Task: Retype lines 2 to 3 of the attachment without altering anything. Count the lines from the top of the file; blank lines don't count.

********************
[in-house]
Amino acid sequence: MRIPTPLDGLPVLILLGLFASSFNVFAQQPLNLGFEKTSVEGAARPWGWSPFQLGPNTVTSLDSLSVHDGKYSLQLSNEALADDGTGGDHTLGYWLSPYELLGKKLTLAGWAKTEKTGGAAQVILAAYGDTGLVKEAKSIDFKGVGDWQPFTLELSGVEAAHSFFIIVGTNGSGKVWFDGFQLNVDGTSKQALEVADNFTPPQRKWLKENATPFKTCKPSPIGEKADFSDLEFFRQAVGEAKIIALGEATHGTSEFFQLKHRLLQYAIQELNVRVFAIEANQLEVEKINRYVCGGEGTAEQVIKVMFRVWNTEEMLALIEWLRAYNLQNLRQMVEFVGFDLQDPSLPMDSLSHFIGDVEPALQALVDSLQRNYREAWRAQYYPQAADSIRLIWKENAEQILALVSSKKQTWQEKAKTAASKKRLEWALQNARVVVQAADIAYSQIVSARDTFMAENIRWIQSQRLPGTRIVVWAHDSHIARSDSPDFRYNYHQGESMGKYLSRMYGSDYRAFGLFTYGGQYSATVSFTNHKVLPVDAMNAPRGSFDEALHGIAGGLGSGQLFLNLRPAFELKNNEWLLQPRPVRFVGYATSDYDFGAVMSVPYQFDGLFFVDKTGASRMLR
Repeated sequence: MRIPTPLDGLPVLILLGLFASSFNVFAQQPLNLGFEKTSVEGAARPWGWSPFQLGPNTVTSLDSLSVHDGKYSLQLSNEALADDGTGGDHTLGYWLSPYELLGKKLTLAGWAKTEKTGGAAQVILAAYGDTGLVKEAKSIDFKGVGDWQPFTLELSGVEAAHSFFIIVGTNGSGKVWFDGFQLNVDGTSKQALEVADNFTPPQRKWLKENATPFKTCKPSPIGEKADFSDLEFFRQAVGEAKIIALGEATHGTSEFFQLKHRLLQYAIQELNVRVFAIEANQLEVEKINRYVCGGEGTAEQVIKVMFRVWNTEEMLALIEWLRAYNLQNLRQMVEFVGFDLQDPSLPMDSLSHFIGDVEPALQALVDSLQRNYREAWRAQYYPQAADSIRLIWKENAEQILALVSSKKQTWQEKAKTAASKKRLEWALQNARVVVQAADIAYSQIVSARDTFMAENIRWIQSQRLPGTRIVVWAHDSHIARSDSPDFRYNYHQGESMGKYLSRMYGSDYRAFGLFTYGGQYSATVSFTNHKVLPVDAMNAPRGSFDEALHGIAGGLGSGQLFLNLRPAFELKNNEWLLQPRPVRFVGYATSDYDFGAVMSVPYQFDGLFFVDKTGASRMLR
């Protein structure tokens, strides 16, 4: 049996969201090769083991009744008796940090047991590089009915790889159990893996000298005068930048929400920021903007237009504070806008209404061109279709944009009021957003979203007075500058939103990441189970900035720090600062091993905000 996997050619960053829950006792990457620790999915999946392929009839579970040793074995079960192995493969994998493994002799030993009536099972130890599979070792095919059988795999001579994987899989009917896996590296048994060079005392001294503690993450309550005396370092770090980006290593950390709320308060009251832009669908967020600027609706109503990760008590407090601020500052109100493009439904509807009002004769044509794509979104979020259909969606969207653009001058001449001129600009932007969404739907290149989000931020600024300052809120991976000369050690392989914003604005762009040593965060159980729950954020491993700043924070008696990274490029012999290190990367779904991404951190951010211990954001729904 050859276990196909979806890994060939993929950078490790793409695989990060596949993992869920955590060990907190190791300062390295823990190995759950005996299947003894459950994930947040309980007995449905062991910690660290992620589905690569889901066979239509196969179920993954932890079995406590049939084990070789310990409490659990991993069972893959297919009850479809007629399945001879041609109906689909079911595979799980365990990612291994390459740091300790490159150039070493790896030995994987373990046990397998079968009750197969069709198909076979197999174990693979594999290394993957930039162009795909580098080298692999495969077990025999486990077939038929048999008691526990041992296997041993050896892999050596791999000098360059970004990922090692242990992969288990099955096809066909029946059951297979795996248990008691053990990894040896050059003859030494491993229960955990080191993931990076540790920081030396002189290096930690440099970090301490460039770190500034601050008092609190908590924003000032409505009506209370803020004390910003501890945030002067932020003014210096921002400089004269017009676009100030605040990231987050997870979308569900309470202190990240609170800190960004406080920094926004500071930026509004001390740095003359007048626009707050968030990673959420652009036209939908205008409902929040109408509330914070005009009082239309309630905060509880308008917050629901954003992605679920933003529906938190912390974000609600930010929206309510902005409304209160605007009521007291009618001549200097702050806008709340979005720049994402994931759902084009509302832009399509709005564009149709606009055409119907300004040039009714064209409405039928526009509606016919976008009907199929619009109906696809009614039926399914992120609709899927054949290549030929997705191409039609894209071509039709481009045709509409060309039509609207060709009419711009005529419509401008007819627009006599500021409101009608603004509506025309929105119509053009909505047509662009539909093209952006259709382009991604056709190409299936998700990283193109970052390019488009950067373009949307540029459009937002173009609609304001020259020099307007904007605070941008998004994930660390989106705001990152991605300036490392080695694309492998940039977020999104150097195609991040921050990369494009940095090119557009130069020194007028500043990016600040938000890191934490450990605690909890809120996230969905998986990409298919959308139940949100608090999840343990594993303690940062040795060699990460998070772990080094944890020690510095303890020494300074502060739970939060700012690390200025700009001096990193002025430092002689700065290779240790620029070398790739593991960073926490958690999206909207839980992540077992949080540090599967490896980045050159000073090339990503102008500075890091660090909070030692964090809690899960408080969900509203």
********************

Amino acid sequence: MRIPTPLDGLPVLILLGLFASSFNVFAQQPLNLGFEKTSVEGAARPWGWSPFQLGPNTVTSLDSLSVHDGKYSLQLSNEALADDGTGGDHTLGYWLSPYELLGKKLTLAGWAKTEKTGGAAQVILAAYGDTGLVKEAKSIDFKGVGDWQPFTLELSGVEAAHSFFIIVGTNGSGKVWFDGFQLNVDGTSKQALEVADNFTPPQRKWLKENATPFKTCKPSPIGEKADFSDLEFFRQAVGEAKIIALGEATHGTSEFFQLKHRLLQYAIQELNVRVFAIEANQLEVEKINRYVCGGEGTAEQVIKVMFRVWNTEEMLALIEWLRAYNLQNLRQMVEFVGFDLQDPSLPMDSLSHFIGDVEPALQALVDSLQRNYREAWRAQYYPQAADSIRLIWKENAEQILALVSSKKQTWQEKAKTAASKKRLEWALQNARVVVQAADIAYSQIVSARDTFMAENIRWIQSQRLPGTRIVVWAHDSHIARSDSPDFRYNYHQGESMGKYLSRMYGSDYRAFGLFTYGGQYSATVSFTNHKVLPVDAMNAPRGSFDEALHGIAGGLGSGQLFLNLRPAFELKNNEWLLQPRPVRFVGYATSDYDFGAVMSVPYQFDGLFFVDKTGASRMLR
Repeated sequence: MRIPTPLDGLPVLILLGLFASSFNVFAQQPLNLGFEKTSVEGAARPWGWSPFQLGPNTVTSLDSLSVHDGKYSLQLSNEALADDGTGGDHTLGYWLSPYELLGKKLTLAGWAKTEKTGGAAQVILAAYGDTGLVKEAKSIDFKGVGDWQPFTLELSGVEAAHSFFIIVGTNGSGKVWFDGFQLNVDGTSKQALEVADNFTPPQRKWLKENATPFKTCKPSPIGEKADFSDLEFFRQAVGEAKIIALGEATHGTSEFFQLKHRLLQYAIQELNVRVFAIEANQLEVEKINRYVCGGEGTAEQVIKVMFRVWNTEEMLALIEWLRAYNLQNLRQMVEFVGFDLQDPSLPMDSLSHFIGDVEPALQALVDSLQRNYREAWRAQYYPQAADSIRLIWKENAEQILALVSSKKQTWQEKAKTAASKKRLEWALQNARVVVQAADIAYSQIVSARDTFMAENIRWIQSQRLPGTRIVVWAHDSHIARSDSPDFRYNYHQGESMGKYLSRMYGSDYRAFGLFTYGGQYSATVSFTNHKVLPVDAMNAPRGSFDEALHGIAGGLGSGQLFLNLRPAFELKNNEWLLQPRPVRFVGYATSDYDFGAVMSVPYQFDGLFFVDKTGASRMLR